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CFD analysis of turbulence in a baffled stirred tank, a three-compartment model M.H. Vakili, M. Nasr Esfahany ∗ Department of Chemical Engineering, Isfahan University of Technology, Isfahan 84156-83111, Iran

A R T I C L E

I N F O

Article history: Received 5 February 2008 Received in revised form 2 July 2008 Accepted 3 October 2008 Available online 5 November 2008 Keywords: CFD Fluid mechanics Mathematical modeling Mixing Simulation Turbulence

A B S T R A C T

Three-compartment model was used to study non-homogeneity of mixing in a fully baffled stirred tank. Multiple reference frame (MRF) technique was used for calculations. Calculations were performed to study the effects of agitator speed, impeller diameter, baffle width and distance of impeller from bottom of the tank on turbulent flow field. Three different zones of the vessel, that were a small zone near the impeller, another zone around the baffles, and a relatively large zone far from the impeller and baffles, named circulation zone, were investigated. Boundaries of these zones were determined using two different methods. The first method used gradient of energy dissipation rate while the other method used cumulative energy dissipation rate to determine the zone boundaries. Zone boundaries determined by both methods were comparable. The turbulent kinetic energy dissipation rate gradient was the preferred method due to its simplicity. Turbulent kinetic energy dissipation rate increased with agitator speed in all zones. Both turbulent kinetic energy dissipation rate and turbulent kinetic energy showed considerable change with impeller diameter at impeller zone, while no remarkable change was observed at baffle and circulation zones. Three-compartment model parameters, impeller and baffle energy dissipation ratios i , b , impeller and baffle volume ratios i , b and impeller and baffle exchange flow rates Qi , Qb were obtained from CFD simulations. Impeller energy dissipation ratio, impeller exchange flow rate and baffle exchange flow rate increased while baffle volume ratio decreased with agitation rate and impeller diameter. Baffle energy dissipation ratio and impeller volume ratio showed no considerable change with agitation rate and impeller diameter. © 2008 Elsevier Ltd. All rights reserved.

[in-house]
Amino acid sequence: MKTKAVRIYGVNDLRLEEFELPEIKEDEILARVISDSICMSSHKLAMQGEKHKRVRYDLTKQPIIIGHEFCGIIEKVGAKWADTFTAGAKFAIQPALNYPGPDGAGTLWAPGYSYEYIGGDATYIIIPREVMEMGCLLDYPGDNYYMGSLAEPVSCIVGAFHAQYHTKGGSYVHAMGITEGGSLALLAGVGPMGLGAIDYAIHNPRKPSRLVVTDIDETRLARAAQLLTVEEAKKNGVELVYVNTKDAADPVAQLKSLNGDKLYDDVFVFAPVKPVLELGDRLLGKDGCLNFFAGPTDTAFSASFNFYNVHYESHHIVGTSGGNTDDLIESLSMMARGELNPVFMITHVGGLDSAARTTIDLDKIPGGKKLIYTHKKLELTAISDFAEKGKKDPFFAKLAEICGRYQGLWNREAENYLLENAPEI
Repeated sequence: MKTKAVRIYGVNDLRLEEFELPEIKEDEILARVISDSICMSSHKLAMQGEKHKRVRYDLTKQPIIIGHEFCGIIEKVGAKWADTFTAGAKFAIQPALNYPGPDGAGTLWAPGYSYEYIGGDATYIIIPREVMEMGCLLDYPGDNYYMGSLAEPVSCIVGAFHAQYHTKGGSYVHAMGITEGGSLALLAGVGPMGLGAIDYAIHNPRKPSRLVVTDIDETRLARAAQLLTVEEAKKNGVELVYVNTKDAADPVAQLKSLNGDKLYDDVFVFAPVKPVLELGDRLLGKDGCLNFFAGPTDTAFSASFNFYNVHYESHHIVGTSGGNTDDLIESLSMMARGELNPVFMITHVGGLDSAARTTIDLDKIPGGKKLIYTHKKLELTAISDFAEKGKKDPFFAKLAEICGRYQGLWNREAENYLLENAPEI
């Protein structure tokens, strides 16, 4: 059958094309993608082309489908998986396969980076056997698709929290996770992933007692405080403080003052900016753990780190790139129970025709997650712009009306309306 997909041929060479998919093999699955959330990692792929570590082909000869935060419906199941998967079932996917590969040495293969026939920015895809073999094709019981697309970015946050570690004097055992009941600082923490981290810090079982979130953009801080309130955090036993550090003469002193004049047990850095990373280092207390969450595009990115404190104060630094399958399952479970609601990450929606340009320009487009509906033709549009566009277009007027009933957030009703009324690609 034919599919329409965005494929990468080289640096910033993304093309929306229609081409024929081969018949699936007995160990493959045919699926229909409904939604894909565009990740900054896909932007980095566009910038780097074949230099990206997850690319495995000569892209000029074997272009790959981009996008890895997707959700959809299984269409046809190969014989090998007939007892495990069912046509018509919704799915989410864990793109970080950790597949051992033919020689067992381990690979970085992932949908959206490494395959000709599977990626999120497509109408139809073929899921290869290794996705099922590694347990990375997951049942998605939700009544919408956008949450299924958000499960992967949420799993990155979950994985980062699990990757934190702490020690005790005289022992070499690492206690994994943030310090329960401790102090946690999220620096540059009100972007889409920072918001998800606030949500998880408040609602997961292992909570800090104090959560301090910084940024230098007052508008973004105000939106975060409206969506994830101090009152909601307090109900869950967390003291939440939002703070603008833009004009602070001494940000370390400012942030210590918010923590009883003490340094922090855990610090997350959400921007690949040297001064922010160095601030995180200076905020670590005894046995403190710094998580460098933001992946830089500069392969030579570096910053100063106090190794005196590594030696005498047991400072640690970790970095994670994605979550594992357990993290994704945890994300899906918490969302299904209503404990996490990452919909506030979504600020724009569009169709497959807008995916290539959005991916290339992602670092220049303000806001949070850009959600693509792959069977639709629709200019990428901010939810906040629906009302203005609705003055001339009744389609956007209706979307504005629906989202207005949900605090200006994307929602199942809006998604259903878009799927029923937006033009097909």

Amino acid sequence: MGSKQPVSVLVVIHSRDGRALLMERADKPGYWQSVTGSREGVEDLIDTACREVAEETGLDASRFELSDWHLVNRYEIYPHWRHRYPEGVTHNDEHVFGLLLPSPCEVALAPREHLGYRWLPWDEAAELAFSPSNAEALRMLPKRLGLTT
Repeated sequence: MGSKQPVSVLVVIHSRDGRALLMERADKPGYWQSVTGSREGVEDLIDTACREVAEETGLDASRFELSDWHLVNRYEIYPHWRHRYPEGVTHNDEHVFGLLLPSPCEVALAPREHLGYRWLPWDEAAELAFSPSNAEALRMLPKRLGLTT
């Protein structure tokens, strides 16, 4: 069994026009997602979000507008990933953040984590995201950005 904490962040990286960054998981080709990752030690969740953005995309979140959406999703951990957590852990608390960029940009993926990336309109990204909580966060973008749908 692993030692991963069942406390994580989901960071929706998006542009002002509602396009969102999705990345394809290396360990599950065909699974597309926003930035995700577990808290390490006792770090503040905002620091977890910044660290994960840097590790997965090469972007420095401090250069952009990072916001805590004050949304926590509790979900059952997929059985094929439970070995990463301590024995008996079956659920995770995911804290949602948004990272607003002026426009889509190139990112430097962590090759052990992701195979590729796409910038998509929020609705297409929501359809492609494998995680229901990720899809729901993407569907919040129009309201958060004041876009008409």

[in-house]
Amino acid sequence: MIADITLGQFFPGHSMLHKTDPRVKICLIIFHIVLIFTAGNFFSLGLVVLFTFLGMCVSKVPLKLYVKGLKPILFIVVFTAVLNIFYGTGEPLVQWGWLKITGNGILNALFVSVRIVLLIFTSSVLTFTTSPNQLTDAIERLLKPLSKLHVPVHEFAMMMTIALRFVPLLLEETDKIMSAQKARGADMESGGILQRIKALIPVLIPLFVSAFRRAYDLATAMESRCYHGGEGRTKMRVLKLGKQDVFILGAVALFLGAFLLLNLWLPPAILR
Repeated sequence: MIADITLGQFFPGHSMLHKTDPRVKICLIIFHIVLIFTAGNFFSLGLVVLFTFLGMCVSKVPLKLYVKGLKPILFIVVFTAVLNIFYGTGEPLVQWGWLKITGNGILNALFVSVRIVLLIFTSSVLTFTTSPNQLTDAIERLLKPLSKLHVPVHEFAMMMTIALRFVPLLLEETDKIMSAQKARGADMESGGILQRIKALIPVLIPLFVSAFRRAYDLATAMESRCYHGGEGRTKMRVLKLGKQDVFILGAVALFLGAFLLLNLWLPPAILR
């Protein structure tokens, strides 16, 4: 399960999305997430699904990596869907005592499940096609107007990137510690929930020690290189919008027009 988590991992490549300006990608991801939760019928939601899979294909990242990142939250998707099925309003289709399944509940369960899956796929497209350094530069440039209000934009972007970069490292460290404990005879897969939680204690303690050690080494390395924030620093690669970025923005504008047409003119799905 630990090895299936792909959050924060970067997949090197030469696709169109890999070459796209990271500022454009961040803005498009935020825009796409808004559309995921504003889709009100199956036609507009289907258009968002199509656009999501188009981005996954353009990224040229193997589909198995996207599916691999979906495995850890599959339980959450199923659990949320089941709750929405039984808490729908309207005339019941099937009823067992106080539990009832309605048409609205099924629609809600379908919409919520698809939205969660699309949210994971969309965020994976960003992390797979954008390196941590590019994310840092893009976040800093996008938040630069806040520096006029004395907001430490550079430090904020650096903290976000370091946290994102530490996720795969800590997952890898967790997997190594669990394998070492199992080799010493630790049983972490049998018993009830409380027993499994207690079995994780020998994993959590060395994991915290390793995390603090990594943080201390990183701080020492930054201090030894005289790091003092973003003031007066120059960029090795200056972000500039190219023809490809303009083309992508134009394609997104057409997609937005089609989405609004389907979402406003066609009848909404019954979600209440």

1. Introduction Stirred vessels are widely used in mineral, metallurgical and chemical process industries to perform a variety of operations such as: homogenization, crystallization, gas dispersion, mechanical flotation, polymerization, heat transfer, etc. Study of turbulent flow and computation of its properties in a stirred vessel is a considerable challenge for existing turbulence models. Factors contributing to this difficulty include the non-isotropic nature of flow in a stirred vessel, the complex geometry of rotating impellers and the large disparity in geometric scales present. Existence of baffles also increases the complexity of the flow field. Analyzing the turbulent flow pattern and its properties in stirred vessels may be a beneficial tool for equipment design, process scale-up, energy conservation and product quality control. Generally, studies of flow can be classified into two parts, namely experimental fluid dynamics (EFD) and computational fluid dynamics (CFD).

∗

Corresponding author. Tel.: +98 3113915631; fax: +98 3113912677. E-mail address: [email protected] (M.N. Esfahany).

0009-2509/$ - see front matter © 2008 Elsevier Ltd. All rights reserved. doi:10.1016/j.ces.2008.10.037

EFD can provide information for a special flow field. Existing methods used for design of stirred vessels are based on experimental techniques. These methods usually are applied for determination of dimensionless parameters, such as, power number Np and flow number No , that are significant factors in design of mixing tanks. However, neither of these methods give any information about flow pattern, mixing mechanism, flow homogeneity of stirred tanks, whereas each of above parameters play a key role in quality of mixing process. Furthermore, because of some equipment limitations and unsteady nature of turbulent flow, complexity of impeller blade geometry and relative motion among fluid elements, attainment of experimental data in most flow fields, usually is impossible. Of course, experimental results are applicable for validation of computational methods used for simulation of flow field. Therefore, both experimental and computational results abreast are used for design. Use of CFD for simulation of turbulent flow in stirred vessels can generate useful data to study flow behavior, circulation patterns, vortex structures, Reynolds stresses, etc. Transport turbulence models of the averaged Navier–Stokes equations are base of the most CFD simulations which has been reviewed by many investigators (Rodi, 1980; Markatos, 1986).